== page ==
Bangkok — Critics of Thailand's military government accused it on Sunday, 14 August, of taking advantage of last week's spate of deadly bombings and arson attacks to crack down on its opponents.
The United Front for Democracy Against Dictatorship, better known as the Red Shirts, issued their criticism as Thai authorities said they were keeping security high after attacks Thursday and Friday, 11 and 12 August, killed four people — all Thai — and wounded dozens in seven tourist destinations.
Injured foreigners came from Austria, Germany, Italy and the Netherlands.
Reports by Thai PBS television and other media said at least three people identified as Red Shirt leaders or supporters have been detained since Saturday at army camps, apparently for questioning about the attacks.
All were reported to have been held under special laws enacted by the junta after it seized power in May 2014 from an elected government. Article 44 and other laws allow the temporary detention of suspects without due process or accountability.
Officials have hinted that political opponents of the junta were responsible for the attacks, but Thai and foreign terrorism experts have suggested they were carried out by Muslim separatists from southern Thailand. It is widely understood that the authorities were casting suspicion upon supporters of former Prime Minister Thaksin Shinawatra, who include the Red Shirts.
The Sunday before the attacks, a national referendum approved a new constitution proposed by the military government that is supposed to lead to an election next year. The Red Shirts were among the critics of the charter, calling it undemocratic and saying it was fashioned to keep the military in control for at least five more years even if a free election is held.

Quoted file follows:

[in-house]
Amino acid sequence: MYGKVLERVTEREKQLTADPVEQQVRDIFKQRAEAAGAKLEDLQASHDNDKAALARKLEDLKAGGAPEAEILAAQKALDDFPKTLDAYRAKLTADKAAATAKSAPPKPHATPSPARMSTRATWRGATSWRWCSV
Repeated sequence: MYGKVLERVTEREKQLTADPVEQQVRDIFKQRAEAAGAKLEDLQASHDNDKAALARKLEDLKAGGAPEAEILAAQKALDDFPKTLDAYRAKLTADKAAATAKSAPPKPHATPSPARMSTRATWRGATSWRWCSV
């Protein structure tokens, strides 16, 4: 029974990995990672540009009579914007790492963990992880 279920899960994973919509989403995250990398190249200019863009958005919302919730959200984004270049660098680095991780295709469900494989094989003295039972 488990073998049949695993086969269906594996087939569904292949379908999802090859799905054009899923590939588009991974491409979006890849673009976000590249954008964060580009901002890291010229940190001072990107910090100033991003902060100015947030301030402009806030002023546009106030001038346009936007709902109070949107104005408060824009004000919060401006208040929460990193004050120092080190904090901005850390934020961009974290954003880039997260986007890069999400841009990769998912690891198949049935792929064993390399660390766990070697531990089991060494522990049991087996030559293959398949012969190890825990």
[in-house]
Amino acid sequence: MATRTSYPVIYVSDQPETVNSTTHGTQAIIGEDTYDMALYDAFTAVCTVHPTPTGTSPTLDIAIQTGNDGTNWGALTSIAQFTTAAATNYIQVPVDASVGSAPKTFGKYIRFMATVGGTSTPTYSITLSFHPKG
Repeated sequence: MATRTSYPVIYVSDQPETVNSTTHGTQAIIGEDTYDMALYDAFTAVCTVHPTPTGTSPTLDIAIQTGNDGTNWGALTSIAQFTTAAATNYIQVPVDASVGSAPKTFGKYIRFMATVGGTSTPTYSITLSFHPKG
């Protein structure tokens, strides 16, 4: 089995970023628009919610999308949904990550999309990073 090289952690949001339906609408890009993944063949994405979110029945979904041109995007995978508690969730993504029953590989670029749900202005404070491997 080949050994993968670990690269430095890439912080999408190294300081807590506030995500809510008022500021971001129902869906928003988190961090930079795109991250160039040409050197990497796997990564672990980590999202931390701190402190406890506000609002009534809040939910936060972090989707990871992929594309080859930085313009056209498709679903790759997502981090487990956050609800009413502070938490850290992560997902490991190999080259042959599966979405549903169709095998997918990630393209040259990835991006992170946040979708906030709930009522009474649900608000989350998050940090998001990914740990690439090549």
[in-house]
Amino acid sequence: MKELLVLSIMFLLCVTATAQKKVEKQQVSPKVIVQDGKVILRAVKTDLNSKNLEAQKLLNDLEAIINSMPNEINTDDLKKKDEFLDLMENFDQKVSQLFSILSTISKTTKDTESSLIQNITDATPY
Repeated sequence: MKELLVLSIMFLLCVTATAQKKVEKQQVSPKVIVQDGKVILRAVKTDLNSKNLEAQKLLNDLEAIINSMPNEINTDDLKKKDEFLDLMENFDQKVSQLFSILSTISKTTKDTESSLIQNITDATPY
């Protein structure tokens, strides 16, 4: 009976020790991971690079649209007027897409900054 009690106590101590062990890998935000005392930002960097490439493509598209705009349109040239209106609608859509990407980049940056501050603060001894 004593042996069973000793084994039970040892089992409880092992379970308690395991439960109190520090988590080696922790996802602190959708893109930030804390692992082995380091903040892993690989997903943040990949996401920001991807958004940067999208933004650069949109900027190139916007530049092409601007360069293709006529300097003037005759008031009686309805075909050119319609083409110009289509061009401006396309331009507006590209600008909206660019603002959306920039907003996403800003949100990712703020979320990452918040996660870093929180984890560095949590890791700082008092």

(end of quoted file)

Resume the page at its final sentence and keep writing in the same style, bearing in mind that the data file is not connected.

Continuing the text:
"Deliberately causing chaos that would give the NCPO an excuse to keep control and sovereignty for a longer time, and it is not the way to solve any problems of this country," the Red Shirts said in a statement Sunday. The junta's official name is the National Council for Peace and Order.
"They accuse us of being responsible for the violent acts without any evidence or claim to support the accusations. Their intent is to destroy their competitors so that support would be given to a government that came into power from force," the statement said.
The tactics of the bombers were similar to those used in Thailand's deep south, where a low-level Muslim separatist insurgency has killed more than 5 000 people since 2004. Several experts have speculated that southern militants could be using the attacks to pressure the government for concessions in on-again, off-again peace talks.
Anthony Davis, a writer for Jane's Defence Weekly, told The Associated Press that the Patani-Malay National Revolutionary Front separatist group was the sole opposition force that could carry out such a well-planned, well-coordinated operation in Thailand's southern region.
With the Red Shirt movement being closely monitored by the security forces, "the theory that they could have organized such a complex operation under the noses of the military government makes no sense," he said.
He added that if the supposed motive was anger over the recent referendum outcome, "the planning and preparation for these attacks would have had to take place within three days. And that makes even less sense."
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